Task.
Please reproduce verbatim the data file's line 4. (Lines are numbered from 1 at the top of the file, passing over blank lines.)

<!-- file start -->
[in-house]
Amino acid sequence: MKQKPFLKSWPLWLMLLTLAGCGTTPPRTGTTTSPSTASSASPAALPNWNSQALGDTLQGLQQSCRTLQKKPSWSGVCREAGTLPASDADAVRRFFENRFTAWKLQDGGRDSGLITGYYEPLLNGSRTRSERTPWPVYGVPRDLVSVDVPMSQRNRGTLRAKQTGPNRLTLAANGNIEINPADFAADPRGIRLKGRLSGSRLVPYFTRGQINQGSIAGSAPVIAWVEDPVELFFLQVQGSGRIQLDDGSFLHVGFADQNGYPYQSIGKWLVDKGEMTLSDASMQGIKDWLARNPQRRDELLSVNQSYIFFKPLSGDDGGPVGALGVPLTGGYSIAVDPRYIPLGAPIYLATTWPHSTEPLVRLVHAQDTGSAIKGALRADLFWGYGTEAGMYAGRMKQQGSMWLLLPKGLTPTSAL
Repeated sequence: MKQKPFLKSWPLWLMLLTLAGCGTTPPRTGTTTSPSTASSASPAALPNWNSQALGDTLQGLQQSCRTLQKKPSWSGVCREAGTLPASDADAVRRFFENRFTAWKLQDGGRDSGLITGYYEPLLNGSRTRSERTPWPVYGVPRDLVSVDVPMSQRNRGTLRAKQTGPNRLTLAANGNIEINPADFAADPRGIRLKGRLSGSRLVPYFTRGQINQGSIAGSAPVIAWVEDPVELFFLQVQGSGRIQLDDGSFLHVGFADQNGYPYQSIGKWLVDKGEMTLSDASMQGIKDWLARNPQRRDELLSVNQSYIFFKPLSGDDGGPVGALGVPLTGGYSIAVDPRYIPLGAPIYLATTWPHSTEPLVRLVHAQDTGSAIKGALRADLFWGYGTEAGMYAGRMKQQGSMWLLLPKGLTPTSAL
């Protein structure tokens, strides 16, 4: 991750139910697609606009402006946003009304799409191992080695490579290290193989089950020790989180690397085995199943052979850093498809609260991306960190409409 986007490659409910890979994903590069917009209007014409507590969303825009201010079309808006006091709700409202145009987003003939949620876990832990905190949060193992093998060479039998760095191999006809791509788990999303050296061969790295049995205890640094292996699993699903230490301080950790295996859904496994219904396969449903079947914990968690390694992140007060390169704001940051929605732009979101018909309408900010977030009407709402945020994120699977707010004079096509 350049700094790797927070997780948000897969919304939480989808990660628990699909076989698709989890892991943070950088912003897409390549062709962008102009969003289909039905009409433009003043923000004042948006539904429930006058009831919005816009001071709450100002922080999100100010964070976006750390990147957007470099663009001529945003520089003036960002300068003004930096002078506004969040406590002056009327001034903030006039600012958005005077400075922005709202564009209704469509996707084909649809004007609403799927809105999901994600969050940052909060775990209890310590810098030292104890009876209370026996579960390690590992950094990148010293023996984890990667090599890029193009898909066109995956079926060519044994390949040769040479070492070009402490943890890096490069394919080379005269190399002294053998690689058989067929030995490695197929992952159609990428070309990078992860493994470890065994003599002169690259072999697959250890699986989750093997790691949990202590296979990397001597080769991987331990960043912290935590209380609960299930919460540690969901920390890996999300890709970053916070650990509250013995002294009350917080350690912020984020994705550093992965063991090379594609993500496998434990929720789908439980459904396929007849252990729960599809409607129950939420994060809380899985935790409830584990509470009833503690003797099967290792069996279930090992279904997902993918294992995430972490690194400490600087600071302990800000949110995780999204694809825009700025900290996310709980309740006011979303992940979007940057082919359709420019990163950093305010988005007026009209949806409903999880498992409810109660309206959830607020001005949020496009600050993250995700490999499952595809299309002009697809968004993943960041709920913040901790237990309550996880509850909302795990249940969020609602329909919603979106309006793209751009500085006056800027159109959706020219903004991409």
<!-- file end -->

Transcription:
């Protein structure tokens, strides 16, 4: 991750139910697609606009402006946003009304799409191992080695490579290290193989089950020790989180690397085995199943052979850093498809609260991306960190409409 986007490659409910890979994903590069917009209007014409507590969303825009201010079309808006006091709700409202145009987003003939949620876990832990905190949060193992093998060479039998760095191999006809791509788990999303050296061969790295049995205890640094292996699993699903230490301080950790295996859904496994219904396969449903079947914990968690390694992140007060390169704001940051929605732009979101018909309408900010977030009407709402945020994120699977707010004079096509 350049700094790797927070997780948000897969919304939480989808990660628990699909076989698709989890892991943070950088912003897409390549062709962008102009969003289909039905009409433009003043923000004042948006539904429930006058009831919005816009001071709450100002922080999100100010964070976006750390990147957007470099663009001529945003520089003036960002300068003004930096002078506004969040406590002056009327001034903030006039600012958005005077400075922005709202564009209704469509996707084909649809004007609403799927809105999901994600969050940052909060775990209890310590810098030292104890009876209370026996579960390690590992950094990148010293023996984890990667090599890029193009898909066109995956079926060519044994390949040769040479070492070009402490943890890096490069394919080379005269190399002294053998690689058989067929030995490695197929992952159609990428070309990078992860493994470890065994003599002169690259072999697959250890699986989750093997790691949990202590296979990397001597080769991987331990960043912290935590209380609960299930919460540690969901920390890996999300890709970053916070650990509250013995002294009350917080350690912020984020994705550093992965063991090379594609993500496998434990929720789908439980459904396929007849252990729960599809409607129950939420994060809380899985935790409830584990509470009833503690003797099967290792069996279930090992279904997902993918294992995430972490690194400490600087600071302990800000949110995780999204694809825009700025900290996310709980309740006011979303992940979007940057082919359709420019990163950093305010988005007026009209949806409903999880498992409810109660309206959830607020001005949020496009600050993250995700490999499952595809299309002009697809968004993943960041709920913040901790237990309550996880509850909302795990249940969020609602329909919603979106309006793209751009500085006056800027159109959706020219903004991409």